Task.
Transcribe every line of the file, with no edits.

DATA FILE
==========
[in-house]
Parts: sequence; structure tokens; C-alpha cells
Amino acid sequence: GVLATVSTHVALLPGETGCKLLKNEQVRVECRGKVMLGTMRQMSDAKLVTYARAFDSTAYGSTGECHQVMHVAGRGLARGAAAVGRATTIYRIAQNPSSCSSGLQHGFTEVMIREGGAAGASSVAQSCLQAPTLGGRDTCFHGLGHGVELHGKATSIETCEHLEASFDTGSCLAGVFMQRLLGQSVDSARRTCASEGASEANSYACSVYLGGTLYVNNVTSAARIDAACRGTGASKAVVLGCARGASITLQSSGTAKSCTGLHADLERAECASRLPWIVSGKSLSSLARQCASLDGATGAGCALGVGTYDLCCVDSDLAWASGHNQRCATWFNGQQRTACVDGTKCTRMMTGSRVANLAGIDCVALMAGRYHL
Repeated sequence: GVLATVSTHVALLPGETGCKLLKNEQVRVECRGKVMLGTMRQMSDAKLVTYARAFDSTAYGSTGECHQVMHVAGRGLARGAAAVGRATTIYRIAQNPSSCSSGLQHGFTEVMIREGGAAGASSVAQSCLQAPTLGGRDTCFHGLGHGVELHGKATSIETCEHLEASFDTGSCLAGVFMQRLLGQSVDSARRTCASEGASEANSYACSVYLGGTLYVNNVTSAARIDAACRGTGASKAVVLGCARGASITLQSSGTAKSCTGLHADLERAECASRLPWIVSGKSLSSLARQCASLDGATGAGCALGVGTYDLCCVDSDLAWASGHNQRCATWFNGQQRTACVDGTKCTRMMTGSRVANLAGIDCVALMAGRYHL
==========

[in-house]
Parts: sequence; structure tokens; C-alpha cells
Amino acid sequence: GVLATVSTHVALLPGETGCKLLKNEQVRVECRGKVMLGTMRQMSDAKLVTYARAFDSTAYGSTGECHQVMHVAGRGLARGAAAVGRATTIYRIAQNPSSCSSGLQHGFTEVMIREGGAAGASSVAQSCLQAPTLGGRDTCFHGLGHGVELHGKATSIETCEHLEASFDTGSCLAGVFMQRLLGQSVDSARRTCASEGASEANSYACSVYLGGTLYVNNVTSAARIDAACRGTGASKAVVLGCARGASITLQSSGTAKSCTGLHADLERAECASRLPWIVSGKSLSSLARQCASLDGATGAGCALGVGTYDLCCVDSDLAWASGHNQRCATWFNGQQRTACVDGTKCTRMMTGSRVANLAGIDCVALMAGRYHL
Repeated sequence: GVLATVSTHVALLPGETGCKLLKNEQVRVECRGKVMLGTMRQMSDAKLVTYARAFDSTAYGSTGECHQVMHVAGRGLARGAAAVGRATTIYRIAQNPSSCSSGLQHGFTEVMIREGGAAGASSVAQSCLQAPTLGGRDTCFHGLGHGVELHGKATSIETCEHLEASFDTGSCLAGVFMQRLLGQSVDSARRTCASEGASEANSYACSVYLGGTLYVNNVTSAARIDAACRGTGASKAVVLGCARGASITLQSSGTAKSCTGLHADLERAECASRLPWIVSGKSLSSLARQCASLDGATGAGCALGVGTYDLCCVDSDLAWASGHNQRCATWFNGQQRTACVDGTKCTRMMTGSRVANLAGIDCVALMAGRYHL